Dealing with Grief

As life difficulties persist and the pandemic lingers, the feelings of loss, isolation, and loneliness are increasing.  These things over time can impact both our physical and mental health.

One of the most important things we can do is to acknowledge the losses we are experiencing. Taking note of our feelings and expressions of grief is the first step to identify ways to take the best care we can of ourselves.

Things people can do to help cope with this grief they are feeling:

• Express your needs. It’s alright to let people know what is and isn’t helpful right now.
• Help someone else. It may be helpful to volunteer or make a donation to a favorite cause in memory of what you have lost.
• Give yourself time. There is no set time limit to be done grieving, but grief usually softens and changes over time.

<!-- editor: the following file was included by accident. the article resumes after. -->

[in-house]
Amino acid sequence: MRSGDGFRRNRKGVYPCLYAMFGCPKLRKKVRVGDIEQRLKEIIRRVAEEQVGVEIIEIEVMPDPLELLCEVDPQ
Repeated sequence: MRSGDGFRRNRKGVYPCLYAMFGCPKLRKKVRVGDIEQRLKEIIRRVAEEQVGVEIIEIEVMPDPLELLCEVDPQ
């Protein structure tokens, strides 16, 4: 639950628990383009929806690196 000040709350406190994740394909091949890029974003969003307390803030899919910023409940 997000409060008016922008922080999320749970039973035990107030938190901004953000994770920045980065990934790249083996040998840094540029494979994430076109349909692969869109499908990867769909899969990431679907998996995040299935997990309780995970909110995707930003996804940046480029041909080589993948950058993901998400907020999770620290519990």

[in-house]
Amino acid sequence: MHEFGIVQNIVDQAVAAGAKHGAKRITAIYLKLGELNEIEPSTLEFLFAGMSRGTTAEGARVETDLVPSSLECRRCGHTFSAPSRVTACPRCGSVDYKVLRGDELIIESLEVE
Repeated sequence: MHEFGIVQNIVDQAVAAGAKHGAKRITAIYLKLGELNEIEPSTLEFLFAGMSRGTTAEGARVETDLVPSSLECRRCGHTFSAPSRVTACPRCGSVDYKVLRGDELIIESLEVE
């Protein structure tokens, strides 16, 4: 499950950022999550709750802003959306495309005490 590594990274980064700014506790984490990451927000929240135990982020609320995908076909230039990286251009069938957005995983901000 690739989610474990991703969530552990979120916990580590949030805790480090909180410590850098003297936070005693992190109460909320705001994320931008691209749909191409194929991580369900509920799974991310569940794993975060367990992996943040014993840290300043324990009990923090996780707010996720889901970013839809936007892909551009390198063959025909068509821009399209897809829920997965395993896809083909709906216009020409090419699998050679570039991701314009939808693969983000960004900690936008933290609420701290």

• Be aware of your feelings. Allow yourself to mourn and feel sadness. Identify what you have lost.
• Name your strengths and coping skills. Consider other times of loss you’ve gone through. What did you do to help get through it? What skills can you draw upon now?
• Stay connected. Use phone calls, text messages, video chats and social media to stay in touch with family and friends if you can’t see them in person. Reach out to those in similar situations.
• Limit your news intake. Spending too much time reading or listening to news can cause you to focus heavily on what you’ve lost, as well as increase anxiety. Find a healthy balance to stay informed without overdoing it.
• Reflect on the journey. Your loss doesn’t define your whole experience. Consider some of the good memories and the big picture.

Remember: We need to give ourselves permission to grieve our losses while also creating some new practices which can assist in our healing and increase mental well-being.

You are not alone. There is help 24/7!

If you are feeling overwhelmed by life and need support, contact the SAMHSA Disaster Helpline at 1-800-985-5990 or text TalkWithUs to 66746 to connect with a trained crisis counselor.